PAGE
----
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dc.contributor.authorMenasce, Lia P
dc.contributor.authorBanerjee, Saumitra S
dc.contributor.authorEdmondson, David
dc.contributor.authorHarris, Martin
dc.date.accessioned2010-02-11T16:24:54Z
dc.date.available2010-02-11T16:24:54Z
dc.date.issued1998-09
dc.identifier.citationHistiocytic necrotizing lymphadenitis (Kikuchi-Fujimoto disease): continuing diagnostic difficulties. 1998, 33 (3):248-54 Histopathologyen
dc.identifier.issn0309-0167
dc.identifier.pmid9777391
dc.identifier.doi10.1046/j.1365-2559.1998.00469.x
dc.identifier.urihttp://hdl.handle.net/10541/91883
dc.description.abstractAIMS: To describe the clinicopathological and immunophenotypic features of 25 cases of Kikuchi-Fujimoto disease (K-F), which remains a poorly recognized entity and is still frequently confused with malignant lymphoma, and to discuss the main diagnostic problems experienced by the referring pathologist. METHODS AND RESULTS: Haematoxylin and eosin sections of 27 lymph node biopsies were re-examined. Immunostains for B-lymphocytes, T-lymphocytes and macrophages were performed. Clinical and follow-up data were obtained through a questionnaire to the referring pathologist or from the patients' notes where available. The suggested initial diagnoses are discussed. The lymph nodes showed a necrotizing process characterized by patchy or confluent areas of necrosis associated with karyorrhexis and absence or paucity of granulocytes. This was associated with a proliferation of large blastic cells consisting of a mixture of T-lymphocytes and histiocytes. Fragmentation of the biopsy was a frequent feature. The diagnosis of K-F was suggested by the referring pathologist in three cases only. The most common suggested diagnosis was that of a non-Hodgkin's lymphoma. CONCLUSION: This series documents continuing difficulties in the diagnosis of Kikuchi-Fujimoto disease in the UK and emphasizes that cases are still being mistakenly diagnosed as malignant lymphomas. The diagnosis of Kikuchi-Fujimoto disease merits active consideration in any nodal biopsy showing fragmentation, necrosis and karyorrhexis, especially in young women presenting with cervical lymphadenopathy.
dc.language.isoenen
dc.subject.meshAdolescent
dc.subject.meshAdult
dc.subject.meshAntigens, CD
dc.subject.meshAntigens, Differentiation, Myelomonocytic
dc.subject.meshDiagnosis, Differential
dc.subject.meshFemale
dc.subject.meshHistiocytic Necrotizing Lymphadenitis
dc.subject.meshHumans
dc.subject.meshImmunohistochemistry
dc.subject.meshLymphoma
dc.subject.meshMale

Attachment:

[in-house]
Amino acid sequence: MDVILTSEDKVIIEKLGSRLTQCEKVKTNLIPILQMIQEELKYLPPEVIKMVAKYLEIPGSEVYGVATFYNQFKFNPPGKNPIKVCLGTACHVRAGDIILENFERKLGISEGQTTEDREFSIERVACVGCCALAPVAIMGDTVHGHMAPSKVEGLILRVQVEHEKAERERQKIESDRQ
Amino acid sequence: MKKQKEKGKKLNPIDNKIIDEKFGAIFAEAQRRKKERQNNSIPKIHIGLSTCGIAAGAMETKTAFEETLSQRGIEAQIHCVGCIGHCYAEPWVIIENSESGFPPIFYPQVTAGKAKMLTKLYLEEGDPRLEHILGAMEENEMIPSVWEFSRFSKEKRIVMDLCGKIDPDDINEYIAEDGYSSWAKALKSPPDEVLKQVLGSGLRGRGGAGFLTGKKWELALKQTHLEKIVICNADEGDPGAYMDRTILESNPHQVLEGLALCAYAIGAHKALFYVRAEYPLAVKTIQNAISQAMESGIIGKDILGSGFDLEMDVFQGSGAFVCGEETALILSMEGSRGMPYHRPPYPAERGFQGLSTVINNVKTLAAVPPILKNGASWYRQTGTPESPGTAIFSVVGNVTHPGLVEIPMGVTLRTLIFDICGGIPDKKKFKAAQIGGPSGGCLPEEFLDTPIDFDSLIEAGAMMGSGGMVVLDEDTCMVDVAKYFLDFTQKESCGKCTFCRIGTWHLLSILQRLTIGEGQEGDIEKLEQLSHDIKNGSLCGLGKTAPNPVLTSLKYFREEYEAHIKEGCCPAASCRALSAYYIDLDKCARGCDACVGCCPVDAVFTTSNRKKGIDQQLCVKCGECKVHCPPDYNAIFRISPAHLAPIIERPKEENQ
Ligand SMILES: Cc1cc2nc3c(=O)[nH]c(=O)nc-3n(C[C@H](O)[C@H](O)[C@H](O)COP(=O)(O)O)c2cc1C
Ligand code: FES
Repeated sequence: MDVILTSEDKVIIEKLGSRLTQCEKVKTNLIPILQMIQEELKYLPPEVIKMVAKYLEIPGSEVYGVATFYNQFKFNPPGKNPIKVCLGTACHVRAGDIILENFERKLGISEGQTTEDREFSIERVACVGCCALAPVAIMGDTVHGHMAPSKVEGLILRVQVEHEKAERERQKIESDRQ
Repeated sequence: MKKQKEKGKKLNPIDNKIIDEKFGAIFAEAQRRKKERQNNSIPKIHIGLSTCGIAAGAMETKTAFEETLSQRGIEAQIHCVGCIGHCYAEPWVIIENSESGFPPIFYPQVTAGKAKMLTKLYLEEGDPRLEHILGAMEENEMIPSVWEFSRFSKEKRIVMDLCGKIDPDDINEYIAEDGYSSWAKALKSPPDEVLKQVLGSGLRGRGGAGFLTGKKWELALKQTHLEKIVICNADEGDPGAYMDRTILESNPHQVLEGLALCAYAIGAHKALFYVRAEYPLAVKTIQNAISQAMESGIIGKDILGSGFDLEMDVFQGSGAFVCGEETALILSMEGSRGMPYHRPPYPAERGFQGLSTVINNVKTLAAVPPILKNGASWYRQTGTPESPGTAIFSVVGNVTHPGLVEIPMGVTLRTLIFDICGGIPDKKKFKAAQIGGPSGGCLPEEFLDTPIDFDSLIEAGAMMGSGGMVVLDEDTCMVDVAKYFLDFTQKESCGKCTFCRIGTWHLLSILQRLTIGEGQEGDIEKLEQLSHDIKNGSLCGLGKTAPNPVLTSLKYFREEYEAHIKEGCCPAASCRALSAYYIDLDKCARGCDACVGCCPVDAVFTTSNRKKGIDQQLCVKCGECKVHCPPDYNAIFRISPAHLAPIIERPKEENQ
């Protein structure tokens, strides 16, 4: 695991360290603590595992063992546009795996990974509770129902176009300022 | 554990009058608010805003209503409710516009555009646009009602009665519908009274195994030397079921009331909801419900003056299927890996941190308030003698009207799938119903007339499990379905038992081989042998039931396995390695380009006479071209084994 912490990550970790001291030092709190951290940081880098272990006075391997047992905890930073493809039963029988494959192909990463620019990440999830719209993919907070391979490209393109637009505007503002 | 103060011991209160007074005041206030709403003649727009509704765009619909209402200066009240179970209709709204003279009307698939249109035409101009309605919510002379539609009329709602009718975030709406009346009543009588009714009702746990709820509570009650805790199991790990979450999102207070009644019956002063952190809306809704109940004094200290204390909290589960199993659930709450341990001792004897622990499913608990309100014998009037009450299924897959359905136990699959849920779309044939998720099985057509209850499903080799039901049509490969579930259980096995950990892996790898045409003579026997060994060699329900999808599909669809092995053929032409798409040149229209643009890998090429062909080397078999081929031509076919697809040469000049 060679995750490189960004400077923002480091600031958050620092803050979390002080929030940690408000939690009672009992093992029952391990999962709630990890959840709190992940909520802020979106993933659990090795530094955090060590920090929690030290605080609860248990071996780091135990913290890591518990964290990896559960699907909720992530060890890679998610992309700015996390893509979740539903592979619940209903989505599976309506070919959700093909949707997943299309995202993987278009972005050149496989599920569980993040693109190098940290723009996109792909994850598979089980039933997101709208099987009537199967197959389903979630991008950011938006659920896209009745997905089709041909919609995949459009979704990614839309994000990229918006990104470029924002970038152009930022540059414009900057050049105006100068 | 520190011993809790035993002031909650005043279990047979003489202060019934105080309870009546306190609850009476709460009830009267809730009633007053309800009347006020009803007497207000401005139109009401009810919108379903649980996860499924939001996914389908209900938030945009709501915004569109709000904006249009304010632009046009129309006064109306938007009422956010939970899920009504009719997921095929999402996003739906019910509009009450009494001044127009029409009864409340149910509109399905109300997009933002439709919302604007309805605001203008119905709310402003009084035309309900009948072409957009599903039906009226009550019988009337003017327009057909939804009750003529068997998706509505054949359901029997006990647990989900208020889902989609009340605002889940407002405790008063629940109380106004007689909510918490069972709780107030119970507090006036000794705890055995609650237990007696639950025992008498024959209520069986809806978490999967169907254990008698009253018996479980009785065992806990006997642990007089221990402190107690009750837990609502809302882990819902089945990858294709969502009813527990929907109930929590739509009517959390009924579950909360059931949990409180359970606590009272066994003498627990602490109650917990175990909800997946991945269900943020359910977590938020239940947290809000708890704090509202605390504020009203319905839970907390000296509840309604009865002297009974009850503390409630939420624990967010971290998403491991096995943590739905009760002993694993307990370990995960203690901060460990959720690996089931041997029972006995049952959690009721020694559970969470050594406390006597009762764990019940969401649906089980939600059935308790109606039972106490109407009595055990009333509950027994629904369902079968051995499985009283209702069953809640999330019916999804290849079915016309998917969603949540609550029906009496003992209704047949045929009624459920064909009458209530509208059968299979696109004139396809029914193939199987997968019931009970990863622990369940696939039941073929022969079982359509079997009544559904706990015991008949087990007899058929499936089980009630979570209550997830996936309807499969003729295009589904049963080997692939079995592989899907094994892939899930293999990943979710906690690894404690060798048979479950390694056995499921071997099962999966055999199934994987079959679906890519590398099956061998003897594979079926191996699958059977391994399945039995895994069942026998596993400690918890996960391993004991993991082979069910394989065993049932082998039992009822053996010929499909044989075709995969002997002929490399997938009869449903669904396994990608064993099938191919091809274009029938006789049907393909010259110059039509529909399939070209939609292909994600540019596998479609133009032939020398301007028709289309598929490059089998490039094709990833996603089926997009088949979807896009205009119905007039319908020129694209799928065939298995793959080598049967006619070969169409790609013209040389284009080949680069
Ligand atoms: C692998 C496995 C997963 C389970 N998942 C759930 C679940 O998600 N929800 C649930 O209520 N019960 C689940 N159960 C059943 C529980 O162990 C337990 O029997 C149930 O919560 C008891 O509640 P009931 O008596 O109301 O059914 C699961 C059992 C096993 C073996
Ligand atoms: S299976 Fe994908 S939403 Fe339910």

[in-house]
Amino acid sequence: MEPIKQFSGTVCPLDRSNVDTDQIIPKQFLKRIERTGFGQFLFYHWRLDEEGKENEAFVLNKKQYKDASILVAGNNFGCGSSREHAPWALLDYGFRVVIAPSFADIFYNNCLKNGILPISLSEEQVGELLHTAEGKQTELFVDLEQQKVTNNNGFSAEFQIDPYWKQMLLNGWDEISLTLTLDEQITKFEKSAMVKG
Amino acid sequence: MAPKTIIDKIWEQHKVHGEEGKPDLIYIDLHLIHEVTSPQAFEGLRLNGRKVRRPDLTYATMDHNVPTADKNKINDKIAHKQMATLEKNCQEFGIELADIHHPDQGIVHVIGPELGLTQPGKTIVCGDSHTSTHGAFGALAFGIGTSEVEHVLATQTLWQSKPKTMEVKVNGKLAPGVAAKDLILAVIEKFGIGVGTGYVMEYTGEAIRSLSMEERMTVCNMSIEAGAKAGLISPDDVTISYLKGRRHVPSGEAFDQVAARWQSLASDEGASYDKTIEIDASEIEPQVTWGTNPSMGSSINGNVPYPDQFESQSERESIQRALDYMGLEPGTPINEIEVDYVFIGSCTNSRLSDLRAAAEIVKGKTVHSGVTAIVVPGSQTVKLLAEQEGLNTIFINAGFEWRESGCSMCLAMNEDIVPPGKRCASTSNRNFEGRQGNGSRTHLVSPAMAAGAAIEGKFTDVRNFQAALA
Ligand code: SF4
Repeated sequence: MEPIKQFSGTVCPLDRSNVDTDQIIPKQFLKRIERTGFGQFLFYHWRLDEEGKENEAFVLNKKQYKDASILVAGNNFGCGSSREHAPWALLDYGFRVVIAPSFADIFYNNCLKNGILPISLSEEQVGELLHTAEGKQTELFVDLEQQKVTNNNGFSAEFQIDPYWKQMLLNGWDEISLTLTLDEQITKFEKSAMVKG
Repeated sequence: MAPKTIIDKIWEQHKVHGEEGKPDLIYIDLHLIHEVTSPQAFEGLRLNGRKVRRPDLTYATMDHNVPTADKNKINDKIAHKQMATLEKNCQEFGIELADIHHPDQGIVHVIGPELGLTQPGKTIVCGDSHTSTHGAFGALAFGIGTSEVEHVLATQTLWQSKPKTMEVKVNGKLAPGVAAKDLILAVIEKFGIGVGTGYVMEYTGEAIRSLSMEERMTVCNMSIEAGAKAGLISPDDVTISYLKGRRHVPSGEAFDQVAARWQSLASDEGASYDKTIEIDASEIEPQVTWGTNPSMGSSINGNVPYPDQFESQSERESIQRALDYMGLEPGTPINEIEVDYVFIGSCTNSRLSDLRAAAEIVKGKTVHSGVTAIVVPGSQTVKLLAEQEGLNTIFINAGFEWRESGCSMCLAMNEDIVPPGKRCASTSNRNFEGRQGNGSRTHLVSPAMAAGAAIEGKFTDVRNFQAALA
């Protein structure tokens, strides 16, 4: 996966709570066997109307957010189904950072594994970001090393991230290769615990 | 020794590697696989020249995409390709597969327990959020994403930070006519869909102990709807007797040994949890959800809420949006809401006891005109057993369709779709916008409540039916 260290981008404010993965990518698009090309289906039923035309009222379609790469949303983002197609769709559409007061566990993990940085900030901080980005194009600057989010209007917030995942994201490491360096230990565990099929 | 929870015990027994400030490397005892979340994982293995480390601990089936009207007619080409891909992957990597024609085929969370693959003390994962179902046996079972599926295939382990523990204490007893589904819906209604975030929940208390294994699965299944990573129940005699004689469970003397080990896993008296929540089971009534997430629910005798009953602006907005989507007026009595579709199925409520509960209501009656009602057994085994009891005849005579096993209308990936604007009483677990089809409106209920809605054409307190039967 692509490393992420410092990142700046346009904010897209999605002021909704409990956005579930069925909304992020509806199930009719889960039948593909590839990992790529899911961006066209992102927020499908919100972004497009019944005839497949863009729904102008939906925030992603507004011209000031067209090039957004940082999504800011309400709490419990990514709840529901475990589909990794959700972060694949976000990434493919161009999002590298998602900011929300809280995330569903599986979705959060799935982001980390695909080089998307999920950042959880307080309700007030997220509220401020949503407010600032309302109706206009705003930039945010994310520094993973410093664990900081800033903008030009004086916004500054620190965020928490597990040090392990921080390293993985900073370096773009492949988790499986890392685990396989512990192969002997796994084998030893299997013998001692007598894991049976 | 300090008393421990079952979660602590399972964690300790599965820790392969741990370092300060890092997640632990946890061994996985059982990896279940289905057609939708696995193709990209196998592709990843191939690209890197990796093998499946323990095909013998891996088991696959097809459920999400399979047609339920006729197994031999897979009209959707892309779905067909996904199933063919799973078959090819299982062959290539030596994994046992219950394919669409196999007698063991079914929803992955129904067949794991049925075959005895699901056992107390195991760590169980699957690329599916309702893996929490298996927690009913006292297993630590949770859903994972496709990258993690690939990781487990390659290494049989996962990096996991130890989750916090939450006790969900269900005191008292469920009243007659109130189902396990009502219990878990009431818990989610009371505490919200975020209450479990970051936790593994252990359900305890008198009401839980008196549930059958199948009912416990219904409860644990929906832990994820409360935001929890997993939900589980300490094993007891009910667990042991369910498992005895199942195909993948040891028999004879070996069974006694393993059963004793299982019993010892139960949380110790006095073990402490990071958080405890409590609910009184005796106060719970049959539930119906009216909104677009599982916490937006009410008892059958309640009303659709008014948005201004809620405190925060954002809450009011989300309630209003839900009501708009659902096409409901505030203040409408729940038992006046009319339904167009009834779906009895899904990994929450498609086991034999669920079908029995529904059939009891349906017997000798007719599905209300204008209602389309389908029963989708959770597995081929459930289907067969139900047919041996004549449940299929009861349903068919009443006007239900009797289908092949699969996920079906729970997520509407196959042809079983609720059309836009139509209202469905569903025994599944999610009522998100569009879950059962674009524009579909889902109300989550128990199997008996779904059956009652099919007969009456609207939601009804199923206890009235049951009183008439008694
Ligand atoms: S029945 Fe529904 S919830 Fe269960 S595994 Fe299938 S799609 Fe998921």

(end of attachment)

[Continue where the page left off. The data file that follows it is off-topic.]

dc.subject.meshMiddle Aged
dc.titleHistiocytic necrotizing lymphadenitis (Kikuchi-Fujimoto disease): continuing diagnostic difficulties.en
dc.typeArticleen
dc.contributor.departmentDepartment of Histopathology, Christie Hospital, Manchester, UK.en
dc.identifier.journalHistopathologyen
html.description.abstractAIMS: To describe the clinicopathological and immunophenotypic features of 25 cases of Kikuchi-Fujimoto disease (K-F), which remains a poorly recognized entity and is still frequently confused with malignant lymphoma, and to discuss the main diagnostic problems experienced by the referring pathologist. METHODS AND RESULTS: Haematoxylin and eosin sections of 27 lymph node biopsies were re-examined. Immunostains for B-lymphocytes, T-lymphocytes and macrophages were performed. Clinical and follow-up data were obtained through a questionnaire to the referring pathologist or from the patients' notes where available. The suggested initial diagnoses are discussed. The lymph nodes showed a necrotizing process characterized by patchy or confluent areas of necrosis associated with karyorrhexis and absence or paucity of granulocytes. This was associated with a proliferation of large blastic cells consisting of a mixture of T-lymphocytes and histiocytes. Fragmentation of the biopsy was a frequent feature. The diagnosis of K-F was suggested by the referring pathologist in three cases only. The most common suggested diagnosis was that of a non-Hodgkin's lymphoma. CONCLUSION: This series documents continuing difficulties in the diagnosis of Kikuchi-Fujimoto disease in the UK and emphasizes that cases are still being mistakenly diagnosed as malignant lymphomas. The diagnosis of Kikuchi-Fujimoto disease merits active consideration in any nodal biopsy showing fragmentation, necrosis and karyorrhexis, especially in young women presenting with cervical lymphadenopathy.


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